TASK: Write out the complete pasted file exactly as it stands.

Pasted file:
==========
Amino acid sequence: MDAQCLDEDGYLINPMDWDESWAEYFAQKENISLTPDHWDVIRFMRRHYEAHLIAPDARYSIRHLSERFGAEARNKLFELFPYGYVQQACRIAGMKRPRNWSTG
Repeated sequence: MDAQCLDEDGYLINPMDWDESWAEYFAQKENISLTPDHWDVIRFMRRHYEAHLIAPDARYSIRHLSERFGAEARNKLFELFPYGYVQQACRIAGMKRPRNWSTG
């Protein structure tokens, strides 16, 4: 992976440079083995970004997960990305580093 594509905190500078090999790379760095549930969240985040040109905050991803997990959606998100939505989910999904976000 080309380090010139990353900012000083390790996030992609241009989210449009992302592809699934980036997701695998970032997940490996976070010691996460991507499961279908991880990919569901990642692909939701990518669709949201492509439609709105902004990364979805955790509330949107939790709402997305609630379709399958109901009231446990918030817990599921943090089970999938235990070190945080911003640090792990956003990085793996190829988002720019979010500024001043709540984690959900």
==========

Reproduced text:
Amino acid sequence: MDAQCLDEDGYLINPMDWDESWAEYFAQKENISLTPDHWDVIRFMRRHYEAHLIAPDARYSIRHLSERFGAEARNKLFELFPYGYVQQACRIAGMKRPRNWSTG
Repeated sequence: MDAQCLDEDGYLINPMDWDESWAEYFAQKENISLTPDHWDVIRFMRRHYEAHLIAPDARYSIRHLSERFGAEARNKLFELFPYGYVQQACRIAGMKRPRNWSTG
């Protein structure tokens, strides 16, 4: 992976440079083995970004997960990305580093 594509905190500078090999790379760095549930969240985040040109905050991803997990959606998100939505989910999904976000 080309380090010139990353900012000083390790996030992609241009989210449009992302592809699934980036997701695998970032997940490996976070010691996460991507499961279908991880990919569901990642692909939701990518669709949201492509439609709105902004990364979805955790509330949107939790709402997305609630379709399958109901009231446990918030817990599921943090089970999938235990070190945080911003640090792990956003990085793996190829988002720019979010500024001043709540984690959900």